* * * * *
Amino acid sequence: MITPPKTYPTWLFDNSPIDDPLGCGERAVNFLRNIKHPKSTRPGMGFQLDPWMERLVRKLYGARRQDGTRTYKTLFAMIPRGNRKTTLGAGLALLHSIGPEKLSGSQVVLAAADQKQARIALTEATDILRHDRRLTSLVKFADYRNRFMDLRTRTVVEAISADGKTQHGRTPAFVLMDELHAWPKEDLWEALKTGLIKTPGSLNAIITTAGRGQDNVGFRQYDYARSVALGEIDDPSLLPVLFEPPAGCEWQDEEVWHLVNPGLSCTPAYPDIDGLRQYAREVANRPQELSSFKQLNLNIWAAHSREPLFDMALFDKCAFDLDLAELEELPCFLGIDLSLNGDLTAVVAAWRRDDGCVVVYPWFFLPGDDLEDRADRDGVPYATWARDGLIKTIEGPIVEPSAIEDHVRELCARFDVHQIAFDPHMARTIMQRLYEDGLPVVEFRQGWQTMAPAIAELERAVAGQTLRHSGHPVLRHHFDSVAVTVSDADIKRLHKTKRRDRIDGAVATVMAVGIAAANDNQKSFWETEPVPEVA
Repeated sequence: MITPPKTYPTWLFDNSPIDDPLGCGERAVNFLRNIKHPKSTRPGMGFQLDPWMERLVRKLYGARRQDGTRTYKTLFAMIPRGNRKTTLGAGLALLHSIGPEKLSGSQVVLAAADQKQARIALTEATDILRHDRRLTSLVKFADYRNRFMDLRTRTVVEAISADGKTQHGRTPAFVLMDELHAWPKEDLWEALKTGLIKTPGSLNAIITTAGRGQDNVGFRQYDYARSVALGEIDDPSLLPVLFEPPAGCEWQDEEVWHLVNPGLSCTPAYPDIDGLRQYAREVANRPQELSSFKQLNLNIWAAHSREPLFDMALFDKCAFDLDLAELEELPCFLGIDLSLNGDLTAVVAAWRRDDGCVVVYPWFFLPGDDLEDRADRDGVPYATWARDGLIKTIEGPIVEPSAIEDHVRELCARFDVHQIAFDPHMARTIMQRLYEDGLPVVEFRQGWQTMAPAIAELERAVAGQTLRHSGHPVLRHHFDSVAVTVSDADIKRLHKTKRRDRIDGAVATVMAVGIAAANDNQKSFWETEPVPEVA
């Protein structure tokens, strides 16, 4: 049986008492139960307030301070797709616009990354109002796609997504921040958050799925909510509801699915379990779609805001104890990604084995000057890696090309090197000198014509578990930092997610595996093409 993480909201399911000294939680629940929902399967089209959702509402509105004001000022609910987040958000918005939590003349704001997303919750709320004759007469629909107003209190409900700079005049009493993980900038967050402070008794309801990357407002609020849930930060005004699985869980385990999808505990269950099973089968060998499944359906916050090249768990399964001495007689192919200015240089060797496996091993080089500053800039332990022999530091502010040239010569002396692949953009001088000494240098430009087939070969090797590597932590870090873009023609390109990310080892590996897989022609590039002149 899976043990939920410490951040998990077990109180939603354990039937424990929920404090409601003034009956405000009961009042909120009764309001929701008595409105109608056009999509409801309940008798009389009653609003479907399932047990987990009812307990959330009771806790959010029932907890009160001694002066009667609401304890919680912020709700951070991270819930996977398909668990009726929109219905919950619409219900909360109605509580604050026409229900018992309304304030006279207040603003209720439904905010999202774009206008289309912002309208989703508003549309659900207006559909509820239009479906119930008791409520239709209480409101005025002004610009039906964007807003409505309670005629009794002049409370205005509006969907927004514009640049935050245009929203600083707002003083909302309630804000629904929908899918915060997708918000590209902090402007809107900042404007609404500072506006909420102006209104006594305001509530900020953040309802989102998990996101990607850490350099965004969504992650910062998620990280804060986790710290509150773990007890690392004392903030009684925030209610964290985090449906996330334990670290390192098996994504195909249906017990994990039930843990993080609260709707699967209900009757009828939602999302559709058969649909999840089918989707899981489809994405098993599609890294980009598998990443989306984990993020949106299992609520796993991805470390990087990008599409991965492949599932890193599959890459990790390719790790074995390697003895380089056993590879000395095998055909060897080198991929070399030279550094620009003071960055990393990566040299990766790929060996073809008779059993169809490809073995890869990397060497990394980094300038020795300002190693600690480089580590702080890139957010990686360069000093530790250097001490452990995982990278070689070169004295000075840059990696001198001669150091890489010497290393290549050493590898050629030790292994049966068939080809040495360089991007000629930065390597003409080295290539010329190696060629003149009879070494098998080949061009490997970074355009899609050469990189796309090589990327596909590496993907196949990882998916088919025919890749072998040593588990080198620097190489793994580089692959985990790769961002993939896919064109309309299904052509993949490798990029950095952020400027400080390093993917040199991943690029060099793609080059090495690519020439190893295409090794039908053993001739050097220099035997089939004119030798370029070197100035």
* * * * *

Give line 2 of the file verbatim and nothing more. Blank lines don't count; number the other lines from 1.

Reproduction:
Repeated sequence: MITPPKTYPTWLFDNSPIDDPLGCGERAVNFLRNIKHPKSTRPGMGFQLDPWMERLVRKLYGARRQDGTRTYKTLFAMIPRGNRKTTLGAGLALLHSIGPEKLSGSQVVLAAADQKQARIALTEATDILRHDRRLTSLVKFADYRNRFMDLRTRTVVEAISADGKTQHGRTPAFVLMDELHAWPKEDLWEALKTGLIKTPGSLNAIITTAGRGQDNVGFRQYDYARSVALGEIDDPSLLPVLFEPPAGCEWQDEEVWHLVNPGLSCTPAYPDIDGLRQYAREVANRPQELSSFKQLNLNIWAAHSREPLFDMALFDKCAFDLDLAELEELPCFLGIDLSLNGDLTAVVAAWRRDDGCVVVYPWFFLPGDDLEDRADRDGVPYATWARDGLIKTIEGPIVEPSAIEDHVRELCARFDVHQIAFDPHMARTIMQRLYEDGLPVVEFRQGWQTMAPAIAELERAVAGQTLRHSGHPVLRHHFDSVAVTVSDADIKRLHKTKRRDRIDGAVATVMAVGIAAANDNQKSFWETEPVPEVA